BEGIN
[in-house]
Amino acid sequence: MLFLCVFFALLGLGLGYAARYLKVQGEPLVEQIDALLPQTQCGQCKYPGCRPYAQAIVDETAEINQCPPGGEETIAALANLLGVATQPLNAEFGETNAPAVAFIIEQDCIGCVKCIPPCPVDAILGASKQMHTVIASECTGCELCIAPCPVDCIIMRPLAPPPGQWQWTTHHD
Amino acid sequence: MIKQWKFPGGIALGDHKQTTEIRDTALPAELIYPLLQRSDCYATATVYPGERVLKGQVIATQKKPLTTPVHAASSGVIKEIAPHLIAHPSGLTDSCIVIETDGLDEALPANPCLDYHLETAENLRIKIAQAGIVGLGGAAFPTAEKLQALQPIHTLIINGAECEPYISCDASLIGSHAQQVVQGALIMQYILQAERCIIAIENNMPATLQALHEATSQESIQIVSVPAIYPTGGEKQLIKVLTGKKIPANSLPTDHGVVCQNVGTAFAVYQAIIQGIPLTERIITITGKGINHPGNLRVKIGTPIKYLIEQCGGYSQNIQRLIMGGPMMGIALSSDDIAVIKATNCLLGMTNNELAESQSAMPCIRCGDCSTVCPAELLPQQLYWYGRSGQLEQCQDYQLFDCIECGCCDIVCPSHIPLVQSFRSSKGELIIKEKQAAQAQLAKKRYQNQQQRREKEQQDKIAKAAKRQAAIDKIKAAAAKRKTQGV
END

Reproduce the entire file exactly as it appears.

[in-house]
Amino acid sequence: MLFLCVFFALLGLGLGYAARYLKVQGEPLVEQIDALLPQTQCGQCKYPGCRPYAQAIVDETAEINQCPPGGEETIAALANLLGVATQPLNAEFGETNAPAVAFIIEQDCIGCVKCIPPCPVDAILGASKQMHTVIASECTGCELCIAPCPVDCIIMRPLAPPPGQWQWTTHHD
Amino acid sequence: MIKQWKFPGGIALGDHKQTTEIRDTALPAELIYPLLQRSDCYATATVYPGERVLKGQVIATQKKPLTTPVHAASSGVIKEIAPHLIAHPSGLTDSCIVIETDGLDEALPANPCLDYHLETAENLRIKIAQAGIVGLGGAAFPTAEKLQALQPIHTLIINGAECEPYISCDASLIGSHAQQVVQGALIMQYILQAERCIIAIENNMPATLQALHEATSQESIQIVSVPAIYPTGGEKQLIKVLTGKKIPANSLPTDHGVVCQNVGTAFAVYQAIIQGIPLTERIITITGKGINHPGNLRVKIGTPIKYLIEQCGGYSQNIQRLIMGGPMMGIALSSDDIAVIKATNCLLGMTNNELAESQSAMPCIRCGDCSTVCPAELLPQQLYWYGRSGQLEQCQDYQLFDCIECGCCDIVCPSHIPLVQSFRSSKGELIIKEKQAAQAQLAKKRYQNQQQRREKEQQDKIAKAAKRQAAIDKIKAAAAKRKTQGV